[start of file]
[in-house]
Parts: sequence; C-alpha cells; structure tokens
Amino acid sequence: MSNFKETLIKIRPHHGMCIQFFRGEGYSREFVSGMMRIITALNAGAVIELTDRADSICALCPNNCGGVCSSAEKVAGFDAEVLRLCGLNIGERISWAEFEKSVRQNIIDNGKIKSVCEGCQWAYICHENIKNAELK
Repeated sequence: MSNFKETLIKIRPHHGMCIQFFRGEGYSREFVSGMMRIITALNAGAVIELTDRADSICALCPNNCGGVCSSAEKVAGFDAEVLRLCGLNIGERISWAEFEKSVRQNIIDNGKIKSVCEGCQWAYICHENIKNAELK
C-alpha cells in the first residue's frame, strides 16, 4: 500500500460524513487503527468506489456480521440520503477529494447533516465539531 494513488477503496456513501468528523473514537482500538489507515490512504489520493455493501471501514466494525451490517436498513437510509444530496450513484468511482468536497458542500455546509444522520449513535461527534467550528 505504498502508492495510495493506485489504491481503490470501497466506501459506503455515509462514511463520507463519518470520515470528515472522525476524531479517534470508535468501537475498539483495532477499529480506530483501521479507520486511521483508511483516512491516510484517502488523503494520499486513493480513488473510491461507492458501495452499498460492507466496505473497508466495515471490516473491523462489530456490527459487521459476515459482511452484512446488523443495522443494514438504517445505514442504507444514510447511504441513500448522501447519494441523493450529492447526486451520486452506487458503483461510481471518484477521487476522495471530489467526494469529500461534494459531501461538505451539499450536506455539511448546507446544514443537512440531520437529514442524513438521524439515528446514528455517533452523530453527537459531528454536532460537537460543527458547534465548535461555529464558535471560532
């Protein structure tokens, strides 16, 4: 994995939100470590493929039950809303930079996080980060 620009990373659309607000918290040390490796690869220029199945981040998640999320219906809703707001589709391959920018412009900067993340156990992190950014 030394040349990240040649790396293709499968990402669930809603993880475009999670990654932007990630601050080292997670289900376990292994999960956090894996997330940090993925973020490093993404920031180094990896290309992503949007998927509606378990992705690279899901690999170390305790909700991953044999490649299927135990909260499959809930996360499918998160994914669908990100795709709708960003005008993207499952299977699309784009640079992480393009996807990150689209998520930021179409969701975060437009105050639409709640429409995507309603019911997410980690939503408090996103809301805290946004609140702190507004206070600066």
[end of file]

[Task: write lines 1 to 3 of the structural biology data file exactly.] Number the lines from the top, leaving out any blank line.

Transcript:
[in-house]
Parts: sequence; C-alpha cells; structure tokens
Amino acid sequence: MSNFKETLIKIRPHHGMCIQFFRGEGYSREFVSGMMRIITALNAGAVIELTDRADSICALCPNNCGGVCSSAEKVAGFDAEVLRLCGLNIGERISWAEFEKSVRQNIIDNGKIKSVCEGCQWAYICHENIKNAELK